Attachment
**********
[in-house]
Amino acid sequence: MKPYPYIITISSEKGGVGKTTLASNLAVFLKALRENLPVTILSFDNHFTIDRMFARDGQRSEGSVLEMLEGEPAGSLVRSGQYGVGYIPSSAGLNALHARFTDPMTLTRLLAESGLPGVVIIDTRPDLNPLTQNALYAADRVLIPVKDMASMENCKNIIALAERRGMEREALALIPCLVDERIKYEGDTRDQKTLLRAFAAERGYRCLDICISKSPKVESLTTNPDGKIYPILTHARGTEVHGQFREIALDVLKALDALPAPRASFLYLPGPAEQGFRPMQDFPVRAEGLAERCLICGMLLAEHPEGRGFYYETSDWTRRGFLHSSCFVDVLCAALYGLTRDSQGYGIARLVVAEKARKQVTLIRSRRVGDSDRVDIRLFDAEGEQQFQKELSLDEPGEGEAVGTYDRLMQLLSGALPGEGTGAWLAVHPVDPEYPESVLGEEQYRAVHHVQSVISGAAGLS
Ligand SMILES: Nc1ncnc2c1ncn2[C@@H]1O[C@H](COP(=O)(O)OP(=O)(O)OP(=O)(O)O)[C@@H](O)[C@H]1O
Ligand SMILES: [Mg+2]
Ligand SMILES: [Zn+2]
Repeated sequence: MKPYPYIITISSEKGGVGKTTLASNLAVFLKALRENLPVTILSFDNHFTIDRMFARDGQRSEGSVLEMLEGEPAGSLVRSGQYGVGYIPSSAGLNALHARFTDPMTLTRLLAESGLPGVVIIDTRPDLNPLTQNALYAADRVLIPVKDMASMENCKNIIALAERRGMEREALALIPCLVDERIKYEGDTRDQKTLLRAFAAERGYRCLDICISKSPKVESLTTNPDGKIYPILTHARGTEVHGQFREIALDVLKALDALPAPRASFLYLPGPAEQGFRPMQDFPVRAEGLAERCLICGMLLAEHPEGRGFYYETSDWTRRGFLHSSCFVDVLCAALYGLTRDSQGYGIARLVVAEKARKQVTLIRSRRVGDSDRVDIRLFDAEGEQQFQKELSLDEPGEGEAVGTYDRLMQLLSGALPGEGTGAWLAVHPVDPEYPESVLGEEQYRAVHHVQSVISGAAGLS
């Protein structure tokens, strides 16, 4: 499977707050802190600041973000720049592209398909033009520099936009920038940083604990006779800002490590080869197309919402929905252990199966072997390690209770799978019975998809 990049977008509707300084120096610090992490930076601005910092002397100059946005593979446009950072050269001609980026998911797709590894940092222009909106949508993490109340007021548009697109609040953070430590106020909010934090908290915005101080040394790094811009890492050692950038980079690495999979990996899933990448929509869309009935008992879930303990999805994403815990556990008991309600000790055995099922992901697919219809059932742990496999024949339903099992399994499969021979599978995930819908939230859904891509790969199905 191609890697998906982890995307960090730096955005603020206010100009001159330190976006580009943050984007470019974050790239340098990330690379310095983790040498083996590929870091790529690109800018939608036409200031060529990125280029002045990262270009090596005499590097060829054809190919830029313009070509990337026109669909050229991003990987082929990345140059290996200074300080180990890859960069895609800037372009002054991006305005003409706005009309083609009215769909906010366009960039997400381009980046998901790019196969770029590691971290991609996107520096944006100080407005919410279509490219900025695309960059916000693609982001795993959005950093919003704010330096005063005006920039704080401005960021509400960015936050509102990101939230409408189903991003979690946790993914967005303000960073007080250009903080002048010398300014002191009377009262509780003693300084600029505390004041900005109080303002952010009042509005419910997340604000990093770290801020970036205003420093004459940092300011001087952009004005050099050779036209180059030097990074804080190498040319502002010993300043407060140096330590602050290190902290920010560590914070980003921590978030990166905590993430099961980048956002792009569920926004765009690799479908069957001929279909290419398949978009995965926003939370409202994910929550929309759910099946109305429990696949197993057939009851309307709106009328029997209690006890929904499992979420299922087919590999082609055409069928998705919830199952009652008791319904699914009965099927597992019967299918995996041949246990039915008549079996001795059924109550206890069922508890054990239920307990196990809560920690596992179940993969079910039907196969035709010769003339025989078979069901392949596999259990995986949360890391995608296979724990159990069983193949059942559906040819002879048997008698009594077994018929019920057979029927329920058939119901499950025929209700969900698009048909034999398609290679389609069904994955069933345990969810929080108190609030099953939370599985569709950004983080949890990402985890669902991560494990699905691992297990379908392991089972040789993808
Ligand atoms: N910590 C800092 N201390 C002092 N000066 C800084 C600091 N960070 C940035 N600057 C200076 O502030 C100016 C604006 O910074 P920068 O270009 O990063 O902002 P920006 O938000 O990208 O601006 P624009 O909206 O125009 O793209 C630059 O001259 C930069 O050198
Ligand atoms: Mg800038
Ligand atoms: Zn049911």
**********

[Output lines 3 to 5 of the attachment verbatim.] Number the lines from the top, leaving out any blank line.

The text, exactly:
Ligand SMILES: Nc1ncnc2c1ncn2[C@@H]1O[C@H](COP(=O)(O)OP(=O)(O)OP(=O)(O)O)[C@@H](O)[C@H]1O
Ligand SMILES: [Mg+2]
Ligand SMILES: [Zn+2]